Marian Shrines & Pilgrimage
The Chapel of our Lady of the Crag is one of many shrines of Mary in Britain or, more correctly, of Madonna and Child, as medieval depictions of Mary rarely omit the child Jesus on her knee. A shrine is a sacred place dedicated to a particular person or religious object. Many medieval shrines had reliquaries containing the relics of a saint. All this was suppressed at the Reformation, but surviving reliquaries in Britain include the shrines of: St Edward the Confessor in Westminster Abbey; St Frideswide in Christ Church Cathedral, Oxford; St Wite in Whitchurch Canicorum, Dorset; St Melangell in Pennant Melangell, Powys, Wales.
Shrines of Mary existed everywhere in medieval Britain. Catholic and Anglican churches today still have a lady chapel, which is that part of the church dedicated to Mary. In large cathedrals they can often be found at the east end, behind the high altar, and in parish churches, to one side of the nave. The picture is Our Lady of Westminster, in Westminster Cathedral. Sometimes these were sites of important medieval statues known for their miraculous power for which people prayed and made donations. Such statues were common in abbeys, cathedrals and parish churches: apart from the Lady Chapel, they were to be found above the high altar, or on one side of the nave or choir, or in the transepts.
The towns most noted for medieval devotion to Mary in Britain were: (England) Walsingham in Norfolk, the primary British shrine of Mary and known across Europe; Coventry; Doncaster (in the picture - it has been restored); Ely; Evesham; Glastonbury; Ipswich; Lincoln; Pontefract; Willesden; Worcester; (Scotland) Aberdeen; Haddington; Musselburgh; (Wales) Cardigan. Many abbeys and priories were dedicated to Mary, especially the Cistercian and Carmelite. Yet, actually, very many more places could be added to the list as devotion to Mary was common; most people could not travel far and needed a local place to visit.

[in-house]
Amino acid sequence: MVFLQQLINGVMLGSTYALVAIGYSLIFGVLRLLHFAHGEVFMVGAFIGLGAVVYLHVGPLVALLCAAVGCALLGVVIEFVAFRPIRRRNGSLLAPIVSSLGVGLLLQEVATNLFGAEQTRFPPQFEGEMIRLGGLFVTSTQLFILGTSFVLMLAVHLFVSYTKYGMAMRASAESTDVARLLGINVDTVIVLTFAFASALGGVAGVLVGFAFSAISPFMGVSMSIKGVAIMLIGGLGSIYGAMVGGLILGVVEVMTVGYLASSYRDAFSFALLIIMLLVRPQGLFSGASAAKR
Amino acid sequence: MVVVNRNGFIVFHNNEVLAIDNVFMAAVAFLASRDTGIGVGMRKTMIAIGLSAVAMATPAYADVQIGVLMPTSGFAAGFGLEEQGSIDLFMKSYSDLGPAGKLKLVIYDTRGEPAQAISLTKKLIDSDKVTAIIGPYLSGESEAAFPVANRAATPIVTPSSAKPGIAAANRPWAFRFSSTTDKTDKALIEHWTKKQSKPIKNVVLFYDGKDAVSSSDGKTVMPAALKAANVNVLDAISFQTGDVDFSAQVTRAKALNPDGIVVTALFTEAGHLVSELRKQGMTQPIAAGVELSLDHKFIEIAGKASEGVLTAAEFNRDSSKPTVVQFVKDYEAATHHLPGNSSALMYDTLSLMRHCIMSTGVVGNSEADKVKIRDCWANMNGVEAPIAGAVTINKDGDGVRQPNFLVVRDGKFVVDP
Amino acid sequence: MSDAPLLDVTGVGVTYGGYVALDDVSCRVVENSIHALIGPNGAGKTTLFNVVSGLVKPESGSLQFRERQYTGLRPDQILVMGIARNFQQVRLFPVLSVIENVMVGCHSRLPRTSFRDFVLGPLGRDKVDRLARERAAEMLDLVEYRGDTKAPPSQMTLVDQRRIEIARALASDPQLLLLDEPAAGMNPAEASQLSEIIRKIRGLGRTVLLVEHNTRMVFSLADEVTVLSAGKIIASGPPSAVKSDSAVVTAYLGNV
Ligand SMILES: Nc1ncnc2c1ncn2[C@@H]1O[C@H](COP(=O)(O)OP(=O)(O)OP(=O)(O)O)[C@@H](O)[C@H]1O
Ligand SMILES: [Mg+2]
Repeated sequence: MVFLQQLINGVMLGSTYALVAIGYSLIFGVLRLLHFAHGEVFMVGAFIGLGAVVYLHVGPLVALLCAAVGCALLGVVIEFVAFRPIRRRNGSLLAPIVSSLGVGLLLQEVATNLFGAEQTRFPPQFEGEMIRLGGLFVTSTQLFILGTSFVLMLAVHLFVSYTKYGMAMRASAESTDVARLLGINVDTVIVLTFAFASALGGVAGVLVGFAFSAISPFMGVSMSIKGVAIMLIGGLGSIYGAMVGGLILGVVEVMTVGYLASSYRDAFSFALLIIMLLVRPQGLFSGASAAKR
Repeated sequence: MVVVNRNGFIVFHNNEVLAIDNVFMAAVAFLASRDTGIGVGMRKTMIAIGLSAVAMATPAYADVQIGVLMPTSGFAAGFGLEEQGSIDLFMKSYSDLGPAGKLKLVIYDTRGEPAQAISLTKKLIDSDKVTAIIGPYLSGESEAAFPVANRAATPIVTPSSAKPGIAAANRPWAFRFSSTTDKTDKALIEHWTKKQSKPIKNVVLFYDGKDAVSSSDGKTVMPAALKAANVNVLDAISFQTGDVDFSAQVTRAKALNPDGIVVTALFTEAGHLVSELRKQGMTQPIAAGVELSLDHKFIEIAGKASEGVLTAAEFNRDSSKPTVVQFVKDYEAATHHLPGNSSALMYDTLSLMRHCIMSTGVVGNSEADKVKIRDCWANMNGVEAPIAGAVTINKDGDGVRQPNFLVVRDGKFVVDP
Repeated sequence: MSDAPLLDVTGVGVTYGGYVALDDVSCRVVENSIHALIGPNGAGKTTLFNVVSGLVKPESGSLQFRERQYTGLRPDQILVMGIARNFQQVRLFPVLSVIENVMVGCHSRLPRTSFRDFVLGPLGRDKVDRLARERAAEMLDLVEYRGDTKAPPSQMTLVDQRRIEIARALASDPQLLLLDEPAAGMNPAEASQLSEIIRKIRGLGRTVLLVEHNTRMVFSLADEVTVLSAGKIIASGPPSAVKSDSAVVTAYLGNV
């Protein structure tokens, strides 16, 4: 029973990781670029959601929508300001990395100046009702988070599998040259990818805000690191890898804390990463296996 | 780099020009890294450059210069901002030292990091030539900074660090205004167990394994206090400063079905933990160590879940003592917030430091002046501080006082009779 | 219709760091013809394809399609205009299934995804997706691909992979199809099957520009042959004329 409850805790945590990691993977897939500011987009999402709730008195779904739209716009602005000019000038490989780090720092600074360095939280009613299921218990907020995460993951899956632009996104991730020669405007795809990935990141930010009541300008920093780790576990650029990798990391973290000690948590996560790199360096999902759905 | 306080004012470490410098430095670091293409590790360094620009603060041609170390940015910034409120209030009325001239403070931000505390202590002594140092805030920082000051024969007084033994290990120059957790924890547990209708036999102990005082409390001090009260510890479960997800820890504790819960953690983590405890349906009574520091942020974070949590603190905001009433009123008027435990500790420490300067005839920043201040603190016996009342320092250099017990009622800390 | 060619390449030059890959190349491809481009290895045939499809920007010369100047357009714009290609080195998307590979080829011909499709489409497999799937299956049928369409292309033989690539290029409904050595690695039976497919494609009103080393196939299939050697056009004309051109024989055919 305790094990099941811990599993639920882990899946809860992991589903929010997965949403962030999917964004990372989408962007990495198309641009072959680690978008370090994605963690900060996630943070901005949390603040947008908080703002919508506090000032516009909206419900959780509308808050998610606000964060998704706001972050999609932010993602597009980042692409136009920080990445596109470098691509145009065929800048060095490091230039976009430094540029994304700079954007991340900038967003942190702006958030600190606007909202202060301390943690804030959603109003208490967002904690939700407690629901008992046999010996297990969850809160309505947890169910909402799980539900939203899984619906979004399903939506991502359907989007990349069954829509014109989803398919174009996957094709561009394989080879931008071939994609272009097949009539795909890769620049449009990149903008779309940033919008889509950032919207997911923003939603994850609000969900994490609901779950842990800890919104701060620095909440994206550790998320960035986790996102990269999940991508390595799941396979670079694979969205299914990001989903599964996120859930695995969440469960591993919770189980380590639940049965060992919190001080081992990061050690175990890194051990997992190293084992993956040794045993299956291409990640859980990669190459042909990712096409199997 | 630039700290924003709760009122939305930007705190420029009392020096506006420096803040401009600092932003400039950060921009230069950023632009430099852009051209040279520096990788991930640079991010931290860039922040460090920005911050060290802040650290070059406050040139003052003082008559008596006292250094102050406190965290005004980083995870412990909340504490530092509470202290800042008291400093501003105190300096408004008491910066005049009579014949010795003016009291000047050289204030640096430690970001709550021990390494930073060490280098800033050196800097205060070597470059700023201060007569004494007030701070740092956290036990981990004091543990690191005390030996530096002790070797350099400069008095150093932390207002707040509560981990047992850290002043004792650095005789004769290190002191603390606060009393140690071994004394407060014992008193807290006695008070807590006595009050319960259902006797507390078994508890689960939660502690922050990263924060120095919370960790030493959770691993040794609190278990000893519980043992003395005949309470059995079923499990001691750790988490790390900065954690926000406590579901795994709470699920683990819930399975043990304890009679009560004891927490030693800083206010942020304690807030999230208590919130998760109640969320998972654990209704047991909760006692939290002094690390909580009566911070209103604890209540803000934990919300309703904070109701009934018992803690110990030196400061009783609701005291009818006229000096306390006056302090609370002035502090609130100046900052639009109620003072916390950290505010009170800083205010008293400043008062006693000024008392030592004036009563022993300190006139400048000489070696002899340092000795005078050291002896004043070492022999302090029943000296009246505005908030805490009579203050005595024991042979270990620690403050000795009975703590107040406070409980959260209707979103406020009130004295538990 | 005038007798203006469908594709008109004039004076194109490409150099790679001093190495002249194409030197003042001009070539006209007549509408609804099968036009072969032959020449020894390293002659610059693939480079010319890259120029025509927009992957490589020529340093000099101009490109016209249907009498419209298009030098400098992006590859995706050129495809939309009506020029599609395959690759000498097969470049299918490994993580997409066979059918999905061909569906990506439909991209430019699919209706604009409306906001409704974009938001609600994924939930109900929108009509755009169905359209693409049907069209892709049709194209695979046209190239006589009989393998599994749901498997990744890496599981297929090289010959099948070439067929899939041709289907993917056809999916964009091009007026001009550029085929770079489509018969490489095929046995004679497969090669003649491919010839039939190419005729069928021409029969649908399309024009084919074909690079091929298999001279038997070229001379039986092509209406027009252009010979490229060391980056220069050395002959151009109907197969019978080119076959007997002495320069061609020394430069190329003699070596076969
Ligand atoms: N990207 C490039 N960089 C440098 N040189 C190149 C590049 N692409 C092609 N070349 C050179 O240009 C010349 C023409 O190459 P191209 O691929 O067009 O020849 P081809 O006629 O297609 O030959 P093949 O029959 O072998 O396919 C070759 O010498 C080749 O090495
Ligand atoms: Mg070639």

Holy wells were often dedicated to Mary too, and were places of devotion and pilgrimage. There were important Marian holy wells at Penrhys, Wales, and Fernyhalgh, near Preston (in the picture).
Among all these shrine towns, Knaresborough took its place from 1408; the Chapel is not the most famous but probably one of the most striking for its unusual construction and natural beauty. Like many others, it had a story to explain and establish its miraculous origin, a story that will have attracted pilgrims keen for similar wonders to be repeated for them. But it is quite rare: unlike so many others it is not in a church building or by a holy well. It is a chapel carved into the rock and as such, it is impossible to destroy. It is likely to represent an unbroken tradition of Catholic belief, in an area known for resistance to the established church (from both recusant Catholics and free church Protestants).
The Chapel does not belong just to the Catholic community, but is part of the heritage of Knaresborough for everyone; it does not just testify to a religious past, but also to present and future in which spirituality is not dying, even in a secularised world. Our Lady of the Crag continues to have a life as a pilgrim shrine in the 21st-century, as a place of gentle strength, peace, and spiritual energy that refresh the soul, represented by its three main figures:
The Knight who guards their home in the rock.